Its time to stop this madness! (2)

Its time to stop hoping that paying high dollars for project directors will solve the problem. It won’t. Continued reliance on ‘heroes’ is madness.

The reliance on project director/manager ‘heroes’ to bring projects in ignores the complexity of modern projects. One person cannot do this alone, they need the full support not only of the project team but also of the organization. Everyone needs to be capable of delivering the results, as the following example illustrates.

A major manufacturer commenced a major overhaul of all of its systems. This was a ‘make or break’ strategy to break out of the systems environment that was holding the company back and put in modern systems.
The project (read IT) budget was massive. It could not be allowed to fail.

The company went to the market and hired ten top, experienced project directors and set them to work.

This program of work had extremely high visibility inside and outside of the company. Any delays, failures or problems would be very visible. The Project Directors were under no illusions as to their task — DELIVER!

The project controls, checks and balances were second to none. Each major project was externally evaluated in detail each month, regular health checks were conducted and the PMO kept a tight rein through the reporting.

The trouble was, the company itself was not up to the task.

  • It did not allocate its best staff, but those they didn’t need for running the business (a business under pressure keeps its best staff to run the business). Indeed, one business unit retrenched staff (to make budget) in an area just before it had to release staff for the projects. The project then received fewer staff than it needed stretching the team and reducing the outcomes delivered.
  • Requirements were defined in systems-terms, so when the systems were delivered they were found to not match how the company could do business (legally at times). Immediate, clunky workarounds become the norm — across all of the world wide manufacturing plants.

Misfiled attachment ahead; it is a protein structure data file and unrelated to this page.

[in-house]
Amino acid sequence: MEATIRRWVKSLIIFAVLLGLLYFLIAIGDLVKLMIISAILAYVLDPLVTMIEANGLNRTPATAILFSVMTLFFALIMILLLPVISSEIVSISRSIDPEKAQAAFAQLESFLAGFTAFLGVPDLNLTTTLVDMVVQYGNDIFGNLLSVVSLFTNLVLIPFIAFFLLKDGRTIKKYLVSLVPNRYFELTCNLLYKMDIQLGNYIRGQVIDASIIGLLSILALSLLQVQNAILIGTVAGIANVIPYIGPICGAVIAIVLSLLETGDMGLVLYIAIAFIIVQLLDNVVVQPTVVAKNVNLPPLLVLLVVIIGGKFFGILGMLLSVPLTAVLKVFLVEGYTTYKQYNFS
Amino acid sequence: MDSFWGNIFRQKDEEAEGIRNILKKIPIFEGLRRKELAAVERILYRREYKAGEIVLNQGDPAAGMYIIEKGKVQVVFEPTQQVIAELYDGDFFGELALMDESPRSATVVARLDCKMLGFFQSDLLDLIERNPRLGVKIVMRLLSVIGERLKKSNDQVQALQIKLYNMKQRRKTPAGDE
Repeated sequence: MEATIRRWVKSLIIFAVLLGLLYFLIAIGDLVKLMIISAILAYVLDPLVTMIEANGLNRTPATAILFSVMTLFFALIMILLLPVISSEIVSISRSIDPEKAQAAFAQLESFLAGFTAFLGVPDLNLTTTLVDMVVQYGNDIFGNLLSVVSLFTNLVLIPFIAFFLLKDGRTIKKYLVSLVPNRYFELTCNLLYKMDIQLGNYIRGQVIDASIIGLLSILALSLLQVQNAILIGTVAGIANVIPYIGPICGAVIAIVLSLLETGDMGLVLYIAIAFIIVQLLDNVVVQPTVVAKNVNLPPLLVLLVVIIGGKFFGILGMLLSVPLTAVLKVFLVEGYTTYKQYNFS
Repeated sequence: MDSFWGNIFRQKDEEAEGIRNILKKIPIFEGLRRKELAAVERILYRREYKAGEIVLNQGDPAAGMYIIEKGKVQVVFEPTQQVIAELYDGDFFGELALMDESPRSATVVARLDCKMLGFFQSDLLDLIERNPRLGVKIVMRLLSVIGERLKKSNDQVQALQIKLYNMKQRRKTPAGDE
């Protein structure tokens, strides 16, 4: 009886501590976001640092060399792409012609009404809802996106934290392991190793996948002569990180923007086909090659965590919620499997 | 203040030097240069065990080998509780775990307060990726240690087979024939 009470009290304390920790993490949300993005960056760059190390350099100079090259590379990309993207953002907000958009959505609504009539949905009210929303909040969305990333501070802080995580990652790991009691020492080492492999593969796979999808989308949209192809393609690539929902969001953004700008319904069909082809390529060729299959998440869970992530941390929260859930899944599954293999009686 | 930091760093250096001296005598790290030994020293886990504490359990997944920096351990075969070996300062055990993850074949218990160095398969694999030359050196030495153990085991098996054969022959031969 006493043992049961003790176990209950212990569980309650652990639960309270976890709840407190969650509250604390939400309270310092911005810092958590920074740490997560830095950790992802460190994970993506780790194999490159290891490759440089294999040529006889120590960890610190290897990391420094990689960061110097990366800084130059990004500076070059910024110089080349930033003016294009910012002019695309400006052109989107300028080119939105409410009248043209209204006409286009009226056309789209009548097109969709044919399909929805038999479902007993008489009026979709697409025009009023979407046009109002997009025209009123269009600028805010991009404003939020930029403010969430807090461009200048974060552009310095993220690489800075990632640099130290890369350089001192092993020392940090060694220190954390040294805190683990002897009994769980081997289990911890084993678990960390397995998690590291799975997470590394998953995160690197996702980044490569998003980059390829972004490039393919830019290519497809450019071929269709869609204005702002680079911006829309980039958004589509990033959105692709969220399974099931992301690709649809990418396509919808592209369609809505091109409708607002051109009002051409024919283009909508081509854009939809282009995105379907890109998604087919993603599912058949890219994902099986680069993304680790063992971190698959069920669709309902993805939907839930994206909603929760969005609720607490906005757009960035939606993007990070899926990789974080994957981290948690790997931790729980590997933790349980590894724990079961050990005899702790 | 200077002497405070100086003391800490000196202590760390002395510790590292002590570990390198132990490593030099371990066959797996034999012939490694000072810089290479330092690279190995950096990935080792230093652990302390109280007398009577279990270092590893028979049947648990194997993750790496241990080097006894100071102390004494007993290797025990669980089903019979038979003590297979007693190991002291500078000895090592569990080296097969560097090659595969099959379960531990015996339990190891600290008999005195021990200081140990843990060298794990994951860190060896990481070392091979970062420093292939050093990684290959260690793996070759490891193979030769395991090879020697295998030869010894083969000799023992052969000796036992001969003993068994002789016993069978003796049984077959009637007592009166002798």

• Change management was left to the business with both inadequate input from the project teams and inadequate skills on the ground. Management thought that issuing edicts that ‘change must happen’ would make it happen. It didn’t. The business was consistently behind in any change planning and execution activities resulting in it never being ready for any systems implementation causing mayhem during the first few months after each systems implementation.
  • There was strict technical architectural controls on the systems but few design controls resulting in one system being designed in way that would have wiped out the company’s profits for the next few years. Remediation took 9 months.

The Project Directors were being measured on ‘delivering’ and did so.

  • The first major implementation almost brought the company to a halt. Only a major focus on creating workarounds allowed production to continue
  • The second major implementation was pulled six weeks from its due date when it was found that the business side had done almost nothing to get ready for its implementation — six months delay (blamed on the business).
  • The sixth major implementation was pulled four months from implementation to be redesigned. And so on.

Each Project Director was highly experienced and capable of delivering a project. But they were not experienced and demonstrably not capable in value delivery management — delivering the desired business outcomes and associated benefits. This is a different perspective and requires a different outlook and skills. It also requires an active, capable and supported business. 

Far from being the company’s saviour, this program of work managed by these highly expensive Project Directors caused such disruption that the company lost market share then stock market value and then was taken over.

The point is that this is not unusual. I could write case study after case study illustrating how highly expensive project managers (and cheaper ones too) fail to deliver the required business outcomes and value.


All project participants — the project team, the project leadership team, PMO, governance team and business in general need to focus on value delivery management, have to understand what needs to be done and how to do it.

Hence Value Delivery Management Guides that cover all of these roles for each Value Delivery Management process. Everyone needs to be ‘on the same page’ literally and metaphorically if you’re to be successful.


© Jed Simms, Australia, 2008 — Can be reproduced with source acknowledgement

Complete sets of VDM Guides exist at for Project Governance, Prioritisation, Benefits Management and Risk Management

Partial sets of VDM Guides are currently being published in the areas of Project Management, Change Management and Project Control.

In addition, we are publishing “How to establish …” Guides at to enable you to successfully implement these value delivery approaches.

Topics: Strategy Execution

Further Reading



[1] ...

Revision History

First published: Simms, J. (Aug 2008) as "Its Time To Stop This Madness! (2)"

Updated: Chapman, A. (March 2020), Revisions and Corrections